20.01.18. Birdlog.

Out on my jaunt this morning at first light making Ince once again my first port of call. Firstly, a Common Buzzard was sat on top of a lamp-post at junction 9 of the M53 on my way to the marshes. A couple of Little Egret passed overhead at the roundabout on the service road to the GrowHow Works furtiliser plant which boded well. The morning chorus produced a Mistle Thrush singing in the drizzle with some Great Tit calling in the trees by the pig farm. The farm pool had many ducks including Gadwall, Mallard and a few Common Teal along with several Coot and Little Grebe.

A good count of 21 Little Egret were at the Ince Berth fields which have previously produced a sizeable count in recent years.

On the Manchester Ship Canal with a few more Gadwall joining the Tuffted Duck, Coot, Little and a single Great Crested Grebe there.

The south Mersey salt marshes had a flock of c1000 Golden Plover which were restless with the birds flying west and a similar number of Lapwing settled back down on the marsh after the disturbance subsided.

The usual herd of 22 Mute Swan were back in their usual field alongside the Holpool Gutter and a Oystercatcher was a first for the year and back on its territory along the ship canal bank. A flock of Redshank made themselves known as they made their way along the canal banks.

I didn’t have time to walk around No.6 tank but instead chose to make my way back around No.4 taking in Lordship Lane on the way. There were 28 swans on Lordship Marsh of which two were Bewick’s and Whooper’s tallied 25, plus 8 Mute Swan and the (presumed) ‘Icelandic’ Greylag Goose keeping everyone in order. A flock of c40 Curlew were feeding in the stubble fields and a pair of Stonechat were on the fence near Rake Lane.

Walking back to the pig farm and a Kingfisher flashed across the lane from the ditch and made its way on to one of the pools.

Observer: Paul Ralston (image 1-3).

After Paul had put in some hard leg work it was obvious the drizzle rain wasn’t going to ease off, so I delayed my arrival until late morning. It was my WeBs count today due to commitments tomorrow. I set up my scope and looked over No.6 tank where the ducks from yesterday were still present. The birds were again sheltering close to the flooded sea aster beds and included 345 Shoveler with a further 75 birds present on No.3 tank, Common Teal were reduced from yesterday with c300 birds. Mallard reached 67, while 12 Pintail were present with a couple of drakes competing for the attention of a female. There were 29 (drakes) Common Pochard with 6 Tufted Duck and several Common Shelduck.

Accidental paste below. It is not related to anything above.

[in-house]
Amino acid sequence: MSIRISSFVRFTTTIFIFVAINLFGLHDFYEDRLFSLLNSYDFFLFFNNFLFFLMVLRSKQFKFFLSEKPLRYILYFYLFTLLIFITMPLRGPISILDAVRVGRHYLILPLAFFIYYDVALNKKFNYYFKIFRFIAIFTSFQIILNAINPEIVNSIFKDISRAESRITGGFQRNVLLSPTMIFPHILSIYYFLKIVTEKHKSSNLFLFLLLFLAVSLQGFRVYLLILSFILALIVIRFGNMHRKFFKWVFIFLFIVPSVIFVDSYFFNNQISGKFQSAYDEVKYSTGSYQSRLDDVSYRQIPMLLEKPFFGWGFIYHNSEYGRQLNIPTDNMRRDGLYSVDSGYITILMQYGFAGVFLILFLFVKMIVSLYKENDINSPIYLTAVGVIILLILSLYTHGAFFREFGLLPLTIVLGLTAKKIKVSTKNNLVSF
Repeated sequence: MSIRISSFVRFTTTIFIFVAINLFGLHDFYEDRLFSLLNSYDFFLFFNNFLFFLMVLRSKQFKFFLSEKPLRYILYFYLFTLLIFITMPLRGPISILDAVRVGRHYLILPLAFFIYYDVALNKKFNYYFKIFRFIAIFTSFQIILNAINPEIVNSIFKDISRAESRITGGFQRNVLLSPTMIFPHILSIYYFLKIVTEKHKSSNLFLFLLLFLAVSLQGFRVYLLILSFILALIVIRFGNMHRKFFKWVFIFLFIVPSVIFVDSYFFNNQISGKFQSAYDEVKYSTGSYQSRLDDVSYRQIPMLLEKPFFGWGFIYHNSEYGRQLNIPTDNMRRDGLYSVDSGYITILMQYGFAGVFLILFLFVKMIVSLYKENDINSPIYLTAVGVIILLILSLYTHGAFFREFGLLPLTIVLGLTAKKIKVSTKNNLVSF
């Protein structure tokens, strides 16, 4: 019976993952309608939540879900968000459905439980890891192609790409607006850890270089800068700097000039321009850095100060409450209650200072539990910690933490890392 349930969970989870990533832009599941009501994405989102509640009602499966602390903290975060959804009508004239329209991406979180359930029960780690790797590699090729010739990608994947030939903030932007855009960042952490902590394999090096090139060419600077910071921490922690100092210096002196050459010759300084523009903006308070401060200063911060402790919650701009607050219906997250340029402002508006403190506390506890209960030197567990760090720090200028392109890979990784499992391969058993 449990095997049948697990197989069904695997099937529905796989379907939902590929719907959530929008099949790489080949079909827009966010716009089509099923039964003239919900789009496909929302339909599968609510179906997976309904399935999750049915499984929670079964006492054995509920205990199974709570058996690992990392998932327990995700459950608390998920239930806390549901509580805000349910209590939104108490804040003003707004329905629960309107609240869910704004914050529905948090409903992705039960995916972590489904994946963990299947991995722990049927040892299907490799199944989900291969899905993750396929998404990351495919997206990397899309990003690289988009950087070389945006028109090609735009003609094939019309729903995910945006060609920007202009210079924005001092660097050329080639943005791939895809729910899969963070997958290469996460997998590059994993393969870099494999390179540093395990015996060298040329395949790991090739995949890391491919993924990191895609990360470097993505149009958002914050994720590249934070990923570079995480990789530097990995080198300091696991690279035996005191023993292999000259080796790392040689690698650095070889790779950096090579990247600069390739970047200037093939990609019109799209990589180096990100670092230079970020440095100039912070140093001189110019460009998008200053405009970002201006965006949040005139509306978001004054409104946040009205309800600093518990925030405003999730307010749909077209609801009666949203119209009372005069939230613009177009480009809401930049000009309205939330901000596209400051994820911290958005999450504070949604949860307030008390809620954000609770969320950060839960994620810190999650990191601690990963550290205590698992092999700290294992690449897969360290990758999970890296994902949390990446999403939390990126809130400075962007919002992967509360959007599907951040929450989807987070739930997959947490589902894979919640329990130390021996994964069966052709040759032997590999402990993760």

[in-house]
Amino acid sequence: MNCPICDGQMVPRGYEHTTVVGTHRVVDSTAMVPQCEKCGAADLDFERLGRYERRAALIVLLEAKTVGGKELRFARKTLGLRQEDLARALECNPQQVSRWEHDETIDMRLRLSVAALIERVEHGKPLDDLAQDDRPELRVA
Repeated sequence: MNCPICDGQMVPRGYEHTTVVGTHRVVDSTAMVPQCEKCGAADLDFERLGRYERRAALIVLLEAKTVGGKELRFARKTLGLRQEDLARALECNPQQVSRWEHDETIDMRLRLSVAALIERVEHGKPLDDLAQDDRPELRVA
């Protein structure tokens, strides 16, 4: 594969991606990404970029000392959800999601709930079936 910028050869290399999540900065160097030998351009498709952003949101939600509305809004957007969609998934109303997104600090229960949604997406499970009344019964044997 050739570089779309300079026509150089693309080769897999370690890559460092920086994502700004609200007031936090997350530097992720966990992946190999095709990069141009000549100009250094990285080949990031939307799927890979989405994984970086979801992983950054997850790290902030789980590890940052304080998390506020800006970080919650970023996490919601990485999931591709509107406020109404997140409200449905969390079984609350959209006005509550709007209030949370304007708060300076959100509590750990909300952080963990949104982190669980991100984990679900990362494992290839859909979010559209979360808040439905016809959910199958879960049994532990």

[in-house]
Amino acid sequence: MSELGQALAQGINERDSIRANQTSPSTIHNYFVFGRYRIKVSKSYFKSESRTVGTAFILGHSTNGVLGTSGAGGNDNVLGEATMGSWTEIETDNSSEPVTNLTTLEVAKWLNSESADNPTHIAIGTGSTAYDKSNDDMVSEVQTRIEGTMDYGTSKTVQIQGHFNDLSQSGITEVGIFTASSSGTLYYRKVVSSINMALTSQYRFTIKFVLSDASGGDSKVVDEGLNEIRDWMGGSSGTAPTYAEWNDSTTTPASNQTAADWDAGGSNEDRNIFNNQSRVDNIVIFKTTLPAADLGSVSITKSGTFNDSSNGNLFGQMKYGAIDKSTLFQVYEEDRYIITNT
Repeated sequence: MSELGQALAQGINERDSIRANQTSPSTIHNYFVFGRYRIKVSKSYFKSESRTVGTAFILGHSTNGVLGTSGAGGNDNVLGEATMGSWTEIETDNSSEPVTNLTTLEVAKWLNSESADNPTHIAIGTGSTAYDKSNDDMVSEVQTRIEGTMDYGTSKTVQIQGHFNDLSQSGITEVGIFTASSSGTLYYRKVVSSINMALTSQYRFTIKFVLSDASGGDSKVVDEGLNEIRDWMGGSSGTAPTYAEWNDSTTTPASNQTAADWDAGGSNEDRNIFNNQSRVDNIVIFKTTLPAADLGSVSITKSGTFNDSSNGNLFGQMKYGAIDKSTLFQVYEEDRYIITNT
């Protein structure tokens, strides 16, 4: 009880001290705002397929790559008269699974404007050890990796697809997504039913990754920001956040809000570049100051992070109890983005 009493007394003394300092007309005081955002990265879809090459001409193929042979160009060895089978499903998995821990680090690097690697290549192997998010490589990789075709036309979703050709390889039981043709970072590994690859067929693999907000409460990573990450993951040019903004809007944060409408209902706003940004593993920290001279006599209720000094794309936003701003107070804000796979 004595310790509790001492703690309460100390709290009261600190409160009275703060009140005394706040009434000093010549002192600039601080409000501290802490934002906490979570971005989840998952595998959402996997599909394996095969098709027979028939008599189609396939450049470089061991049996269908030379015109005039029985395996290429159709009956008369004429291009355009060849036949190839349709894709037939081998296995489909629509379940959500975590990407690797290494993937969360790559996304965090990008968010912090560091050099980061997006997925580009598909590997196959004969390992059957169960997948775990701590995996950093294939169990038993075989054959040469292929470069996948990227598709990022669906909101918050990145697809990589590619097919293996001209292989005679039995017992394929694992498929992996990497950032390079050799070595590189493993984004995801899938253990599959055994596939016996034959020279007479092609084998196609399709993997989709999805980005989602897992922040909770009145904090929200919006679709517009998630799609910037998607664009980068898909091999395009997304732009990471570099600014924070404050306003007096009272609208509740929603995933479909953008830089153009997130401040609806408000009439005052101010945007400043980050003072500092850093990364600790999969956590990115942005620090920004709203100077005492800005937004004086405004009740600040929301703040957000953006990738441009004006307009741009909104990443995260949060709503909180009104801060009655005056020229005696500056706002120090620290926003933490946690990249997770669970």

A good sized flock of c300 Black-tailed Godwit, 1000 Lapwing, 20 Redshank and a solitary Ruff were resting up.

The Canal Pools had 12 Tufted Duck along with 34 Coot, a couple of Little Grebe, a Oystercatcher and a female Sparrowhawk eyeing up the vast Golden Plover flock in the fields nearby.

Frodsham Score was rather quiet but despite this a Great White Egret was with 9 flighty Little Egret. The Lapwing flocks were constantly harassed by a male Peregrine perched on a piece of drift wood out on the edge of the salt marsh.

Shorebirds on the outer edges of the score marsh were distant but produced 10,000 Dunlin, 28 Grey Plover and Lapwing which I estimated at 3000+ birds joining 1000+ Golden Plover which were similarly disturbed by a Sparrowhawk off No.2 tank. 

A lone Stonechat was flicking away on the banks of the Score.

The south-west corner of No.6 tank is the best spot to view the swan herd out on Lordship Marsh and when I arrived there were just 22 Whooper’s left over from Paul’s earlier count, fortunately the two Bewick’s Swan were still present and looking good. A few hundred Curlew were also in the fields by Rake Lane.

A Cetti’s Warbler gave out a snatch of song while numerous Water Rail were quarreling in the reed beds of No.4. A distant flight of 150 Fieldfare could be seen heading off to their roost.

There were 3 female Marsh Harrier sitting out in the willows on No.6 prior to their evening roost and a few thousand Starling pasted over but headed north without stopping. Another Peregrine (a big female) was sat out on the blue topped chimney surveying the Mersey estuary.

Observer: WSM (images 4-10).